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List of Names
- Language type:
ABC is an interpreted procedural language
designed to be a higher-level replacement
for BASIC. The design of the language
was originally based on a task analysis
of programming work; ABC and its
development environment were designed to
make the work easier.
ABC features a small, orthagonal set of
data types, and a simple goal-oriented
syntax. The data types are: strings,
unlimit-precision numbers, records,
lists, and associative arrays. Data
handling is mostly performed by
specialized commands that manipulate
the lists, tables, and records. The
language also has a substantial set of
high-level operators and I/O statements.
To facilitate top-down programming,
ABC supports 'refinement', a mechanism
for declaring operations in-line and
defining them later in the code.
ABC the language is not really distinct
from its programming environment (some
dialects of Basic, and many of Lisp, also
have this property). Expressions or
ABC can be part of function or predicate,
or can be given directly to the environment
for immediate execution.
ABC's high-level operators and data
structures allow many kinds of computations
to be expressed very succintly. ABC
has been used to write simple natural
language parsers and databases.
ABC is available for some Unix systems,
for the Macintosh.
Some information is available on the web,
and there are also books about the
Geurts and Pemberton, 1987, after Geurts and Meertens, 1975-82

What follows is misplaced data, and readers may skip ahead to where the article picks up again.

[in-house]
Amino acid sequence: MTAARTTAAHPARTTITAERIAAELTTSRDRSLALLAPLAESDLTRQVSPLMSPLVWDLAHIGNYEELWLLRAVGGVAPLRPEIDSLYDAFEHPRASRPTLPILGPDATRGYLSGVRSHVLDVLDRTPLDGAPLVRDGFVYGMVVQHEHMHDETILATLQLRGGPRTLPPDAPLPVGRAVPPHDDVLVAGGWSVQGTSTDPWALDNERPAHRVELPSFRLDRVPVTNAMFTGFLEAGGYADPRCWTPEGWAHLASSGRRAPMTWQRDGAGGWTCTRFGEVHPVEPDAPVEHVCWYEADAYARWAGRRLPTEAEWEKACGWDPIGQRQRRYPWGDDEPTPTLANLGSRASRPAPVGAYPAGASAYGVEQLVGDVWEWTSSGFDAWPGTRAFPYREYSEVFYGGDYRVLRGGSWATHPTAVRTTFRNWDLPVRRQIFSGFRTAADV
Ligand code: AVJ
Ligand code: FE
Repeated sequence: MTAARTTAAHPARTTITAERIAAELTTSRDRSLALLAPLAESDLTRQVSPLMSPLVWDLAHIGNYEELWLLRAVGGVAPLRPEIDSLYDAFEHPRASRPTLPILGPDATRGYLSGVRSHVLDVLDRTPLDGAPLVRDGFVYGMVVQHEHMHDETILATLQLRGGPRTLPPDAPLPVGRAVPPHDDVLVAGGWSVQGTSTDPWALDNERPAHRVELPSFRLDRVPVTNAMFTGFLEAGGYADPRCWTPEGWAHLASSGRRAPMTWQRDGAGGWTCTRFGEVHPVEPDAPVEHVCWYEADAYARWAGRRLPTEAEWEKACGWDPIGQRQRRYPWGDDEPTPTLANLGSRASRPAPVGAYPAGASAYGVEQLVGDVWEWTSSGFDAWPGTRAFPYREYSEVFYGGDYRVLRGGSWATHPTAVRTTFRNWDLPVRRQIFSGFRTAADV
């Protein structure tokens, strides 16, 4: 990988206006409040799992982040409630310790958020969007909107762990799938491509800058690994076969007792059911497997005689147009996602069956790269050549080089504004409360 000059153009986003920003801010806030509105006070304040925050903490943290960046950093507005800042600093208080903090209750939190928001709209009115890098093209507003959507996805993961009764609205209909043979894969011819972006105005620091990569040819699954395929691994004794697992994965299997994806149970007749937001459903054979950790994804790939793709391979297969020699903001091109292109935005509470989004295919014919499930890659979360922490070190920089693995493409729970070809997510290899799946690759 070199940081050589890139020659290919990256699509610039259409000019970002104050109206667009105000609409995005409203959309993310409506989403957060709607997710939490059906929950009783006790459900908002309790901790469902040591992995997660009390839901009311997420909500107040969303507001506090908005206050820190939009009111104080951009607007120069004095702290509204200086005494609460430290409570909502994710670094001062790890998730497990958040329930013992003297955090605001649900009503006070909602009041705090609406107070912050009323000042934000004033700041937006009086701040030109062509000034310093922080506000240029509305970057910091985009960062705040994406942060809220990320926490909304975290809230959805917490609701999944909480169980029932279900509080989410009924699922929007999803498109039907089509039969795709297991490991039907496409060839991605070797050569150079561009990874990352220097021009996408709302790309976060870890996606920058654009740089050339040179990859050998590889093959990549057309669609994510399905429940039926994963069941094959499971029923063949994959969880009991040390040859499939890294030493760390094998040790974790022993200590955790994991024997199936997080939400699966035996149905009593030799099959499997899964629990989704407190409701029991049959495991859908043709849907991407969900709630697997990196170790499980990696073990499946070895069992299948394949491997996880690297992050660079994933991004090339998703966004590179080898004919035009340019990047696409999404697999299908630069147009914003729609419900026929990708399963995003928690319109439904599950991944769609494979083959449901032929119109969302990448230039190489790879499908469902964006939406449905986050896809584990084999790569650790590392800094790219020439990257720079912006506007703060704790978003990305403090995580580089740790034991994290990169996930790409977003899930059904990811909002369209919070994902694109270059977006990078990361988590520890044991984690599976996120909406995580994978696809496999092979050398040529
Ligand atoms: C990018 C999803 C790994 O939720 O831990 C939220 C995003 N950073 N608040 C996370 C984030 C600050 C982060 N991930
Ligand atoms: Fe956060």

- See Also:
The ABC environment is persistent,
in the sense that any variable, function or
predicate defined during a session
remains for later sessions until the
user explicitly deletes it. This is
similar to the persistence feature of
the S data analysis language.
One oddity of ABC is that it uses
indentation to describe control structure
nesting. Most languages use special
markers of some kind to delimit
areas of code (for example, BEGIN and
END in Pascal), but ABC derives the
semantic structure of the code from the
amount of whitespace preceding source
- Sample code:
Descriptions in this dictionary are ©1997-99 Neal Ziring. Some
examples copyright of their respective authors. Some
technologies and languages are trademarked. Permission to
copy descriptions is granted as long as authorship credit is preserved.
Comments on this dictionary, corrections and suggestions, are all welcome.
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Dictionary and script maintained by Neal Ziring, last major modifications 3/18/98. Most recent
additions to dictionary and master list, 1/00.